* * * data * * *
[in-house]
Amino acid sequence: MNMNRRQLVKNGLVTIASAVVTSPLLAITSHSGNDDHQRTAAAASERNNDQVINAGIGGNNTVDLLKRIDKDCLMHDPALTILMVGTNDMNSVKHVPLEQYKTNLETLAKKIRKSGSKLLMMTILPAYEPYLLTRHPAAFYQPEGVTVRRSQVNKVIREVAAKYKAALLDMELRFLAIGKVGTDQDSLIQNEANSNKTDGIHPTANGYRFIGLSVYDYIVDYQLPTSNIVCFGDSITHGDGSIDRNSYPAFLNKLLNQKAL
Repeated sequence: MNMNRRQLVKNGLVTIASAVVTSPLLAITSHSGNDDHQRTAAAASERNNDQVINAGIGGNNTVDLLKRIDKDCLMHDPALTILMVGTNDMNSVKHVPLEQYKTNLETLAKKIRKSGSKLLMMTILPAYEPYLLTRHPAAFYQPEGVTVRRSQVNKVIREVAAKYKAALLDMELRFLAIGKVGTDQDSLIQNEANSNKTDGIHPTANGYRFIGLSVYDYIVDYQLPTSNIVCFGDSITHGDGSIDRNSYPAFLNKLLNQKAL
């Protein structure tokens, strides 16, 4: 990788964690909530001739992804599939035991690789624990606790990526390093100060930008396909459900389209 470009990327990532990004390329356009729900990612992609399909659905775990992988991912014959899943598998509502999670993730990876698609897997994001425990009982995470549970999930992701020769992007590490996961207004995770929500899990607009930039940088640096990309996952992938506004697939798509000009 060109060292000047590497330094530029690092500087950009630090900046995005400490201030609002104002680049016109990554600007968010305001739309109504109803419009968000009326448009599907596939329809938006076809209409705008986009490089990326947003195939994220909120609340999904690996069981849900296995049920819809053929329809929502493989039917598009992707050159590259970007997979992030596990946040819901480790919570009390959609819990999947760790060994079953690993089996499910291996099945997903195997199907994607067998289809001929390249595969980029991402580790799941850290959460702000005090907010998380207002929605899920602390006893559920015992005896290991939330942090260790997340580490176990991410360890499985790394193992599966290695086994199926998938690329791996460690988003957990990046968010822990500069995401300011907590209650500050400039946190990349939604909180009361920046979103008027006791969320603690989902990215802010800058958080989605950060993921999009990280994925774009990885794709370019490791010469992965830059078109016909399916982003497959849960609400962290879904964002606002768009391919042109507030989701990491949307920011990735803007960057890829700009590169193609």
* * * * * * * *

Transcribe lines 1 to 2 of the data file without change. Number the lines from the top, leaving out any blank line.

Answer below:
[in-house]
Amino acid sequence: MNMNRRQLVKNGLVTIASAVVTSPLLAITSHSGNDDHQRTAAAASERNNDQVINAGIGGNNTVDLLKRIDKDCLMHDPALTILMVGTNDMNSVKHVPLEQYKTNLETLAKKIRKSGSKLLMMTILPAYEPYLLTRHPAAFYQPEGVTVRRSQVNKVIREVAAKYKAALLDMELRFLAIGKVGTDQDSLIQNEANSNKTDGIHPTANGYRFIGLSVYDYIVDYQLPTSNIVCFGDSITHGDGSIDRNSYPAFLNKLLNQKAL